Scottsdale Ordinance 4655 was adopted unanimously by the City Council in October, requiring rental property owners/operators to obtain a Scottsdale license for each property and comply with several safety, health and neighbor notification requirements.
Under the ordinance, short-term/vacation rental owners must obtain and maintain an annual city license for each property. Scottsdale's licensing portal will open Nov. 28, 2022, and owners of existing short-term/vacation rental properties must obtain licenses by Jan. 8, 2023. New short-term/vacation rental properties must also comply with ordinance requirements and be licensed before being offered for rent in Scottsdale. The annual license fee is $250 per property; fees will go 100 percent to cover costs associated with licensing vacation and short-term rentals.
All Scottsdale short-term/vacation rental properties with active listings will receive a letter from the City of Scottsdale notifying them of the new requirements and directing them to apply for a license via the city’s online portal. However, failure to receive a letter does not alleviate an owner’s responsibility to obtain a license or comply with other ordinance and legal requirements.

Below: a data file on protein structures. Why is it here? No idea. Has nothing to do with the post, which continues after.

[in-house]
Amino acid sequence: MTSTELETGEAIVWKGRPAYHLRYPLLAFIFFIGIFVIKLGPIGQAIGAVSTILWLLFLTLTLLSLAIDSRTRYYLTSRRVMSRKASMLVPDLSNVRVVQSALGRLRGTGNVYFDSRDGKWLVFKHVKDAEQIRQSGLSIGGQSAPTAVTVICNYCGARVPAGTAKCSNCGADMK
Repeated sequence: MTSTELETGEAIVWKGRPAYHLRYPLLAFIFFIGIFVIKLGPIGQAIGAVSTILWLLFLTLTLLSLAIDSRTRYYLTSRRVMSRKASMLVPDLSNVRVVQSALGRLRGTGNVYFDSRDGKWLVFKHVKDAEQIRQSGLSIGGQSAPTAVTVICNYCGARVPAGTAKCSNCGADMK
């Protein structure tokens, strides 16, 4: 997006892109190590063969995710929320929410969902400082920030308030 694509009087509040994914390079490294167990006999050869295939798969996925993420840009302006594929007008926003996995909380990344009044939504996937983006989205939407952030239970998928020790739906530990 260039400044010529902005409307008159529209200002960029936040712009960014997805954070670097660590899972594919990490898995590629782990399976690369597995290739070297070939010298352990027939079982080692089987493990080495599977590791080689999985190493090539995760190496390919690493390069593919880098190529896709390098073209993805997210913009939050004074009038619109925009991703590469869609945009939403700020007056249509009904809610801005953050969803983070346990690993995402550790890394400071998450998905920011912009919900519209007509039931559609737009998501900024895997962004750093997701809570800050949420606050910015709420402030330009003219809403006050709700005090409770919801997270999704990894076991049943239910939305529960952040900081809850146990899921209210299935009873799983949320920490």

In addition to being licensed, all short-term/vacation rental property operators must carry liability insurance and conduct sex offender background checks on booking guests. The ordinance contains specific requirements for notifying neighbors before a vacation rental is offered for the first time or anytime the contact information changes.
Additionally, properties must be cleaned between each stay, have working smoke alarms and regular pest control. Properties that have pools, spas or hot tubs must comply with the city's barrier requirements by May 23, 2023 (six months from the effective date of the ordinance).
Non-residential uses remain prohibited, e.g., a property can't be used to host an event. An emergency contact who can respond to issues at a property within one hour remains a requirement as well.
Scottsdale’s ordinance complies with Arizona Senate Bill 1168 passed by the legislature and signed by the governor in July, and reflects the full authority granted to cities under state law.